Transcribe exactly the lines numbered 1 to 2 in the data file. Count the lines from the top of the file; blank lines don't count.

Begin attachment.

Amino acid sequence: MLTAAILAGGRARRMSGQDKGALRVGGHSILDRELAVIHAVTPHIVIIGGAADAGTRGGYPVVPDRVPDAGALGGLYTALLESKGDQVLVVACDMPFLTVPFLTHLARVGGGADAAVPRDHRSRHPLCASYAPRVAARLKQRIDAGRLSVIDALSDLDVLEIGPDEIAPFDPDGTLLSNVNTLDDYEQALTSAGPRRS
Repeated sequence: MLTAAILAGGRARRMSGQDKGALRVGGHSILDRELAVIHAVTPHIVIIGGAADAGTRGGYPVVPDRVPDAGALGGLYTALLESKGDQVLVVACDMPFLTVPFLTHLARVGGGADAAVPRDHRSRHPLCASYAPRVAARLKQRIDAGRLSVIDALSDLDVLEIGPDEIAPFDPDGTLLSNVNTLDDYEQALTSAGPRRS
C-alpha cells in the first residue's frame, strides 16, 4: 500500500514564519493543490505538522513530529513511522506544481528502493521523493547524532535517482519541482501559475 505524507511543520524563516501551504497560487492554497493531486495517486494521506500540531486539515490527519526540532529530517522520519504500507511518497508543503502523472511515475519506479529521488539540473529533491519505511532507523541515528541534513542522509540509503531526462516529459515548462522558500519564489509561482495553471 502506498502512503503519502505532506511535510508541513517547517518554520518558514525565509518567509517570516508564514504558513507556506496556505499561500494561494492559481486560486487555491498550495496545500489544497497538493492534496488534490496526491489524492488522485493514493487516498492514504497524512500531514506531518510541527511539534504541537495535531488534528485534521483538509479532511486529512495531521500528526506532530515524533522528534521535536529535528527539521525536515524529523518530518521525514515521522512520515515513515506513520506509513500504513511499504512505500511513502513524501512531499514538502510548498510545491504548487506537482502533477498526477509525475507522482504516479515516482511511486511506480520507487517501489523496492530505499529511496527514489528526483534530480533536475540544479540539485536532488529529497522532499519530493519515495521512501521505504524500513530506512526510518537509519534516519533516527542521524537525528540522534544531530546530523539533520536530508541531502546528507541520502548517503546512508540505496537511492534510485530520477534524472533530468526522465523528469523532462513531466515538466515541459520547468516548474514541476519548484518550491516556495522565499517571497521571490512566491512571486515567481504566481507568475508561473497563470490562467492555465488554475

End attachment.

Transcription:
Amino acid sequence: MLTAAILAGGRARRMSGQDKGALRVGGHSILDRELAVIHAVTPHIVIIGGAADAGTRGGYPVVPDRVPDAGALGGLYTALLESKGDQVLVVACDMPFLTVPFLTHLARVGGGADAAVPRDHRSRHPLCASYAPRVAARLKQRIDAGRLSVIDALSDLDVLEIGPDEIAPFDPDGTLLSNVNTLDDYEQALTSAGPRRS
Repeated sequence: MLTAAILAGGRARRMSGQDKGALRVGGHSILDRELAVIHAVTPHIVIIGGAADAGTRGGYPVVPDRVPDAGALGGLYTALLESKGDQVLVVACDMPFLTVPFLTHLARVGGGADAAVPRDHRSRHPLCASYAPRVAARLKQRIDAGRLSVIDALSDLDVLEIGPDEIAPFDPDGTLLSNVNTLDDYEQALTSAGPRRS